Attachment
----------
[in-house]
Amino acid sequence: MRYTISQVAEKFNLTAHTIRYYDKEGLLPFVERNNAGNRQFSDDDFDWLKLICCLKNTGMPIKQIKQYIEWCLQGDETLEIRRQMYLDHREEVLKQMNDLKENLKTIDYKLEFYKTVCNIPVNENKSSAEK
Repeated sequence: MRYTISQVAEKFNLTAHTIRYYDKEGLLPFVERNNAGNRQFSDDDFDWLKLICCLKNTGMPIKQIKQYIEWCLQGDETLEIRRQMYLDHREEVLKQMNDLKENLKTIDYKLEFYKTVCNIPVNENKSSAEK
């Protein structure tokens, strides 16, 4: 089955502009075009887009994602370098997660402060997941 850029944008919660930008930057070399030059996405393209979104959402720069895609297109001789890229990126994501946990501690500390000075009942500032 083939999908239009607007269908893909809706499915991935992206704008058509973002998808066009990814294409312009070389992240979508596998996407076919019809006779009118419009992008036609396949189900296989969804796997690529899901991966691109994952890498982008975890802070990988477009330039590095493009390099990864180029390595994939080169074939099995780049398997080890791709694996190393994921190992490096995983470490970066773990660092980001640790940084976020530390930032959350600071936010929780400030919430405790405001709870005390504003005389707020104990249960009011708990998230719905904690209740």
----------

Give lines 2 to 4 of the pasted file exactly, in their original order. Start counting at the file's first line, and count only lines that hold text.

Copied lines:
Amino acid sequence: MRYTISQVAEKFNLTAHTIRYYDKEGLLPFVERNNAGNRQFSDDDFDWLKLICCLKNTGMPIKQIKQYIEWCLQGDETLEIRRQMYLDHREEVLKQMNDLKENLKTIDYKLEFYKTVCNIPVNENKSSAEK
Repeated sequence: MRYTISQVAEKFNLTAHTIRYYDKEGLLPFVERNNAGNRQFSDDDFDWLKLICCLKNTGMPIKQIKQYIEWCLQGDETLEIRRQMYLDHREEVLKQMNDLKENLKTIDYKLEFYKTVCNIPVNENKSSAEK
């Protein structure tokens, strides 16, 4: 089955502009075009887009994602370098997660402060997941 850029944008919660930008930057070399030059996405393209979104959402720069895609297109001789890229990126994501946990501690500390000075009942500032 083939999908239009607007269908893909809706499915991935992206704008058509973002998808066009990814294409312009070389992240979508596998996407076919019809006779009118419009992008036609396949189900296989969804796997690529899901991966691109994952890498982008975890802070990988477009330039590095493009390099990864180029390595994939080169074939099995780049398997080890791709694996190393994921190992490096995983470490970066773990660092980001640790940084976020530390930032959350600071936010929780400030919430405790405001709870005390504003005389707020104990249960009011708990998230719905904690209740």